“As the situation in Syria continues to deteriorate, clear fault lines marking the battle for post-Assad Syria are emerging. In particular, rivalries among different rebel groups are taking shape along ideological lines,” said Mona Yacoubian, a senior adviser for the Middle East at the Washington-based Stimson Center.

“Groups with a more moderate, inclusive vision of post-Assad Syria are pitted against more radical extremists with an ultra-conservative interpretation of Islam. Already these groups have engaged in limited skirmishes with each other.”

An ideological divide

Clashes erupted last month between the moderate-leaning Faruq Brigade and the al-Qaeda-affiliated al-Nusra Front in Tal Abiyad, on the border with Turkey, in a sign of festering tensions over ideology, with up to four people reportedly killed.

It was one of the bloodiest skirmishes highlighting the ideological divide.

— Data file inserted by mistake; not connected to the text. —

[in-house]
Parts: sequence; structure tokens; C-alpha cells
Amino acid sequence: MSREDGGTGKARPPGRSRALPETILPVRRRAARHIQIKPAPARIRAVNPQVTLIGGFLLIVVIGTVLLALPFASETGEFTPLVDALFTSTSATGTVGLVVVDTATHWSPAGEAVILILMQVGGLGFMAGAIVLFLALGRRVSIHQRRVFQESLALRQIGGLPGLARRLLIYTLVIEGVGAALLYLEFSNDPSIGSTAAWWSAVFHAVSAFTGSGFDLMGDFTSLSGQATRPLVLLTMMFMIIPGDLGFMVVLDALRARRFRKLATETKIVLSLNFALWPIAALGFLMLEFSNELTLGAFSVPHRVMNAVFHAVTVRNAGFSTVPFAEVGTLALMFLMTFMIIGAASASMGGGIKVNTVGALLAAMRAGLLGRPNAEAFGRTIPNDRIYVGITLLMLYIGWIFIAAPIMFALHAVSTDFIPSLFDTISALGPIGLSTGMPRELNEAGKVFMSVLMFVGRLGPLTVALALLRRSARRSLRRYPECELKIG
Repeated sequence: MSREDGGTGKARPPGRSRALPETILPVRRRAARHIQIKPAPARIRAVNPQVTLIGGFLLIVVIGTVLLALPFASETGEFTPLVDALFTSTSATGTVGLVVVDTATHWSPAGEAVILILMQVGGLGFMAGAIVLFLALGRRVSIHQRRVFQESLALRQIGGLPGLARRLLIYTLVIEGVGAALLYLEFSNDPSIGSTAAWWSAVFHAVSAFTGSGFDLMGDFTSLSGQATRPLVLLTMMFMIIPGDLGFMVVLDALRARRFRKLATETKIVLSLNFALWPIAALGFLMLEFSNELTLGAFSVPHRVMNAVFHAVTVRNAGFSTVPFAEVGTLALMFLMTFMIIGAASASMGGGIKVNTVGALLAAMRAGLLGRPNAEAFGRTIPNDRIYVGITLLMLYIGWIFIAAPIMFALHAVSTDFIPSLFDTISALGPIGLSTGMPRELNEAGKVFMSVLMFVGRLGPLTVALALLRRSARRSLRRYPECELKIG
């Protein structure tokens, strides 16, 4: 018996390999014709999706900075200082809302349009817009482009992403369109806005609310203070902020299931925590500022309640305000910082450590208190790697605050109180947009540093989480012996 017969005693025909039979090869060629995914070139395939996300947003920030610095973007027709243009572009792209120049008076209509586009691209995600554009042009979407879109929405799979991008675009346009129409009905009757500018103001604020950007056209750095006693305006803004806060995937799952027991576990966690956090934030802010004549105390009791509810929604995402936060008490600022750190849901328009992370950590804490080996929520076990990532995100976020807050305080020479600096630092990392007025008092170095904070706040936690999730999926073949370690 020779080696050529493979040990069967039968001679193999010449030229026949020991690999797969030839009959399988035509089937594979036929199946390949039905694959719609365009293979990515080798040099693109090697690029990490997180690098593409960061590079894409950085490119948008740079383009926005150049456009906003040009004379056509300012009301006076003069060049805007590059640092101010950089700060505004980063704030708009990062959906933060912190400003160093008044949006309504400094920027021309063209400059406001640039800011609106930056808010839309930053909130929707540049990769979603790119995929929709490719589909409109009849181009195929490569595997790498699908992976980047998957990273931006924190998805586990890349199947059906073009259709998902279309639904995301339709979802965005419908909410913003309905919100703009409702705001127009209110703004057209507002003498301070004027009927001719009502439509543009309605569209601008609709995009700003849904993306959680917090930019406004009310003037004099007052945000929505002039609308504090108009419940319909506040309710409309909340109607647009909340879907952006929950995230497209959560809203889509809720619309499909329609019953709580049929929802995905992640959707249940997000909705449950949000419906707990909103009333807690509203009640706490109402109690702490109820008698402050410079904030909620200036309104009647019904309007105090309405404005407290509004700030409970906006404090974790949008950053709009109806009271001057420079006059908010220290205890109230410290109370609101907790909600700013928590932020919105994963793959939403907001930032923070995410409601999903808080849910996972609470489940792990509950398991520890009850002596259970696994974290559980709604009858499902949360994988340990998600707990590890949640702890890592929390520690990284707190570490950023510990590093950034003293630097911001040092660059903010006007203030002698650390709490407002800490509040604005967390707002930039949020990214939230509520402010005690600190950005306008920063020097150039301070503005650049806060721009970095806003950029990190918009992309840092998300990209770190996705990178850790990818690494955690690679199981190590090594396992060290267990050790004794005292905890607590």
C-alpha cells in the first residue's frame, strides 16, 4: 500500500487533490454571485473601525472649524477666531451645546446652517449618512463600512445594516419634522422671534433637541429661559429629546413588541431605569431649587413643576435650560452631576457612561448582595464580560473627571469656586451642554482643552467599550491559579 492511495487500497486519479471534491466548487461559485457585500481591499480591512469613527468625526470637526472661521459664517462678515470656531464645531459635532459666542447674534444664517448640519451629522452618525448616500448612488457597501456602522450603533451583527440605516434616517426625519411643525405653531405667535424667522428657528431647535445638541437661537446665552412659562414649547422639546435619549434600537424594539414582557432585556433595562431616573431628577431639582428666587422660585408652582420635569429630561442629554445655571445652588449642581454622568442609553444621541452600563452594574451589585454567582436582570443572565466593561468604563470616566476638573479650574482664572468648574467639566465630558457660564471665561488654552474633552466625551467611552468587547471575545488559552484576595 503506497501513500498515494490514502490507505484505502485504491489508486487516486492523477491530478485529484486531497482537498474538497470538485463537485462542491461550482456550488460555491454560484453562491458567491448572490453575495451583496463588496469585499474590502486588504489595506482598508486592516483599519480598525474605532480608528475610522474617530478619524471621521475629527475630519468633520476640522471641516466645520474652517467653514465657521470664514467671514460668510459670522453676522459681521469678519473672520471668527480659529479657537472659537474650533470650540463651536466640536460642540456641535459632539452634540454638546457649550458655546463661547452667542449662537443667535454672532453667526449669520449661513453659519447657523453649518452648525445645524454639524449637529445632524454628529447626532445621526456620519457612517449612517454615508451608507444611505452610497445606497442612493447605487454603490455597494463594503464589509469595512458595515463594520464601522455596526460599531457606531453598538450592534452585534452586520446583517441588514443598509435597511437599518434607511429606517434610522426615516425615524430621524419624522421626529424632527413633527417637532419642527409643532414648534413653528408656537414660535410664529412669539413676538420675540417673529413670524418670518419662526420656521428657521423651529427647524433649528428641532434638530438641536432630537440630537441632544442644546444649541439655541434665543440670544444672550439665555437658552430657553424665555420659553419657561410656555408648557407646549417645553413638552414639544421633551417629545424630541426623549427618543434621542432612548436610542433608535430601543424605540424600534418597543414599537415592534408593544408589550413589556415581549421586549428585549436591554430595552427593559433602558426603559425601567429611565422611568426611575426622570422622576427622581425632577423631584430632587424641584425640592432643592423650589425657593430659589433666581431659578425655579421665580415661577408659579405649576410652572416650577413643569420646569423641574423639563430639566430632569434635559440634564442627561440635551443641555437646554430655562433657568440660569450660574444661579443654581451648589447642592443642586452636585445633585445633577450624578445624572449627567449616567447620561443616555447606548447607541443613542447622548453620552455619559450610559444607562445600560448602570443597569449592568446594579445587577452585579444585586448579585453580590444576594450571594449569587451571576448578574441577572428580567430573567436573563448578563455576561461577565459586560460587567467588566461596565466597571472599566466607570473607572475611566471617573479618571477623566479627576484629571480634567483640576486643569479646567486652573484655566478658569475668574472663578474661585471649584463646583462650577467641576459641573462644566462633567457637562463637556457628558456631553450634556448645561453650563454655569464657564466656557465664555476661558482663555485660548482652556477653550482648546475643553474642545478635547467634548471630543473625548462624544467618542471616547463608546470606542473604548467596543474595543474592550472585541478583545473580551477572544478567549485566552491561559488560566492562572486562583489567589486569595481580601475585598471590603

“The al-Nusra group and its allies have an agenda that other opposition groups don’t share – creating an Islamic emirate and fighting the global jihad, which makes conflict all but inevitable,” said Bruce Riedel, a senior fellow at the Brookings Institution.

“A conflict between rival opposition groups is all but certain in Syria once Assad falls and perhaps even sooner.”

Some FSA groups face an internal dilemma over al-Nusra, unable to ignore their battlefield prowess as the group emerges as one of the strongest in the fight against Assad’s forces.

But they are equally uneasy over al-Nusra’s capture of key infrastructure in the country’s north and east, including oil and gas plants, a hydroelectric dam and grain silos.

“They [al-Nusra fighters and allies] have left their homes, their countries to come fight our war,” said Abu Basir, an FSA brigade commander in Latakia on the Mediterranean coast, who regularly collaborates with al-Nusra on the battlefront against Assad.

“But this is our country and we don’t want outsiders to come and rule over it. They must realize that they have to leave once the war ends,” he said, warning that tensions could spiral otherwise.

(Source / 01.05.2013)

Ayman Abu Daoud re-arrested after 4 months of his release



Israeli occupation is still having a policy of re-arresting many liberated Palestinian prisoners, and refuses to end it, and aims to rule them either new provisions, or complement the rest of their previous rule.